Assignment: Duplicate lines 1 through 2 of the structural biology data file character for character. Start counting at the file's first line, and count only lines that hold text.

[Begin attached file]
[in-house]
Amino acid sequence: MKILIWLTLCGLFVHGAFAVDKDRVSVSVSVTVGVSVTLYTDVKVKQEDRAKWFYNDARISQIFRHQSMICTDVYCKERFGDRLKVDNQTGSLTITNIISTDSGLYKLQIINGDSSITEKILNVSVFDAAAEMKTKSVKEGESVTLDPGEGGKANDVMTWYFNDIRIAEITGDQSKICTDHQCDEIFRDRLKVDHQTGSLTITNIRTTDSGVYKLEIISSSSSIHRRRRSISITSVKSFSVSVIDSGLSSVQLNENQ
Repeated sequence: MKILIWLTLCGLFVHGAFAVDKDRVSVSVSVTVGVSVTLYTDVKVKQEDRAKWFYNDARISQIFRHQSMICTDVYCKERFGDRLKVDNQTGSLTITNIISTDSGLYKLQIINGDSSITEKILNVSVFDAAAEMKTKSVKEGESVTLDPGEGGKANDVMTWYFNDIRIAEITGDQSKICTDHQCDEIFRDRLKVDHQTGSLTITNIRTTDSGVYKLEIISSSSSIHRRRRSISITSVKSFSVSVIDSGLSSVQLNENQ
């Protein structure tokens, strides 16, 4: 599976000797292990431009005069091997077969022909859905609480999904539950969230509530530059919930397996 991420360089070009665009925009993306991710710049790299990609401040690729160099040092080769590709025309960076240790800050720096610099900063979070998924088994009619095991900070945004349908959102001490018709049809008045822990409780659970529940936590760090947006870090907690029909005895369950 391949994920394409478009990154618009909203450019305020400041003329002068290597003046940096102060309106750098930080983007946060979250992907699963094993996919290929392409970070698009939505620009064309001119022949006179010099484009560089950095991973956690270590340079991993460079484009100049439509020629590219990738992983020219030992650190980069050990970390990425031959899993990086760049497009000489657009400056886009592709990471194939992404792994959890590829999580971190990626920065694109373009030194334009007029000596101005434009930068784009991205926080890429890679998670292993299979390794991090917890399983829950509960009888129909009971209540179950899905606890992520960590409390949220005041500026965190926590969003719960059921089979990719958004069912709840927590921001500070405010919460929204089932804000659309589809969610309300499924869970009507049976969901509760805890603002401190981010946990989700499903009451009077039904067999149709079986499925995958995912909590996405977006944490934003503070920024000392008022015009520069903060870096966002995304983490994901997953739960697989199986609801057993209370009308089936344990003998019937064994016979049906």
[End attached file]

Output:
[in-house]
Amino acid sequence: MKILIWLTLCGLFVHGAFAVDKDRVSVSVSVTVGVSVTLYTDVKVKQEDRAKWFYNDARISQIFRHQSMICTDVYCKERFGDRLKVDNQTGSLTITNIISTDSGLYKLQIINGDSSITEKILNVSVFDAAAEMKTKSVKEGESVTLDPGEGGKANDVMTWYFNDIRIAEITGDQSKICTDHQCDEIFRDRLKVDHQTGSLTITNIRTTDSGVYKLEIISSSSSIHRRRRSISITSVKSFSVSVIDSGLSSVQLNENQ